Two months before that, European countries had begun taking measures after Russia started cutting down its flow of gas. On 8 July, Germany’s Parliament approved an emergency bill to reopen coal plants. “It is a painful, but a necessary move,” said Robert Habeck, Germany’s minister for economic affairs and climate action, who comes from the Green Party.

Habeck specified that it was a temporary measure intended to save gas after Russia had cut down three quarters of its supply in June. By the end of August, the entire supply from pipeline NordStream was shut down, leaving EU countries without their main gas provider. Russia’s resources accounted for 40% of total gas consumption, which was the second most used type after oil, representing one quarter of total energy use in 2021.

By 28 September, Habeck announced the extension of coal use up to the end of March 2024 and as a measure to “prepare for winter”. As such, Nantongo tells European MPs: “Put yourselves in the place of an average Ugandan, there are no lights in some places of the cities. We have to slowly develop what we have and we need a starting point. We could start cooking with liquefied petroleum gas,” she says. In 2021, still 94% of Ugandan households were still dependent on biomass for cooking, either firewood or charcoal.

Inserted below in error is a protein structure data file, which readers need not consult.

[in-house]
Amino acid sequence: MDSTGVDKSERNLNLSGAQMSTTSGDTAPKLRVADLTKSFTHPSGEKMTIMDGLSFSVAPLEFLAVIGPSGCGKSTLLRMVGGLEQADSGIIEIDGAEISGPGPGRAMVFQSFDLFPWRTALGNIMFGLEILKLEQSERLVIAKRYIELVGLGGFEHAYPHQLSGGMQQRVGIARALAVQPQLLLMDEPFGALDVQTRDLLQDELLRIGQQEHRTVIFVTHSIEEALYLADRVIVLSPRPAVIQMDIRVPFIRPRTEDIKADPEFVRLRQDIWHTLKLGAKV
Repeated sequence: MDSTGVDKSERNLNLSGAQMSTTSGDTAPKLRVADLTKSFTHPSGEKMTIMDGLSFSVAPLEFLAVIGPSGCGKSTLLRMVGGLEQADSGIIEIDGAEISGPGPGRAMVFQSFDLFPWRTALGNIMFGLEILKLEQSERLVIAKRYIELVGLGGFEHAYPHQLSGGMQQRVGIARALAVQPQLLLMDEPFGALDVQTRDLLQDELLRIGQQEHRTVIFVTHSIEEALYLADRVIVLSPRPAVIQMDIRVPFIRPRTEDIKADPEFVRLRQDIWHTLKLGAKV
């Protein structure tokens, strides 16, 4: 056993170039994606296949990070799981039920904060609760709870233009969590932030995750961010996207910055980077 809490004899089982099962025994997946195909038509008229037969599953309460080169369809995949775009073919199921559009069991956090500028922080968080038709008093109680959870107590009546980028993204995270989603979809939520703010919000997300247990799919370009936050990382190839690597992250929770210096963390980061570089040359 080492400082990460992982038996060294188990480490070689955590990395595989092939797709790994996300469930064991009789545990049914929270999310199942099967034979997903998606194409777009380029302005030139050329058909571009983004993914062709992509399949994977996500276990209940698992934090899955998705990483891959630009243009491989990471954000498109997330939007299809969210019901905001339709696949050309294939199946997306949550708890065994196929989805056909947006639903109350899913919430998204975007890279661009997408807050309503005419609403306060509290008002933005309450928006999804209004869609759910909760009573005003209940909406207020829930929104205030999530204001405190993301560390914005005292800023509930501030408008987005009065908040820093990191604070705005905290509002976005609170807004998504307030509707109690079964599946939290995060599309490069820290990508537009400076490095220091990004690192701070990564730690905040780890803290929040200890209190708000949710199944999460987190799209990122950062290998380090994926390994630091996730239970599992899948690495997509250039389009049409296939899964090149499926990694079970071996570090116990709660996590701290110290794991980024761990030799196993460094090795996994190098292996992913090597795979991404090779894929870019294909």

EU rejects oil, but doesn’t finance green adaptation

Europe’s energy crisis coincides with a rush in African countries to develop its own natural resources. In November, Mozambique will export its first barrels of liquefied natural gas to Europe in a project led also by Total Energies, Niger will soon complete its oil pipeline to transport barrels through Benin and Senegal, which will exploit billions of cubic meters of oil and gas found in the last decade. German Chancellor Olaf, in his May visit to Dakar, Scholz already stated his country’s interest in its gas reserves.

Africans have recently claimed their right to develop their own natural resources, even if they are fossil fuels. “Africa has the lowest emissions and European countries are contributing to most of it. They should start from there. Let us develop and then we will have the conversation,” says Nantongo. Up to today, Africa has only contributed 3% of historical global emissions, whilst EU countries account for 22% and the US leads with 25%.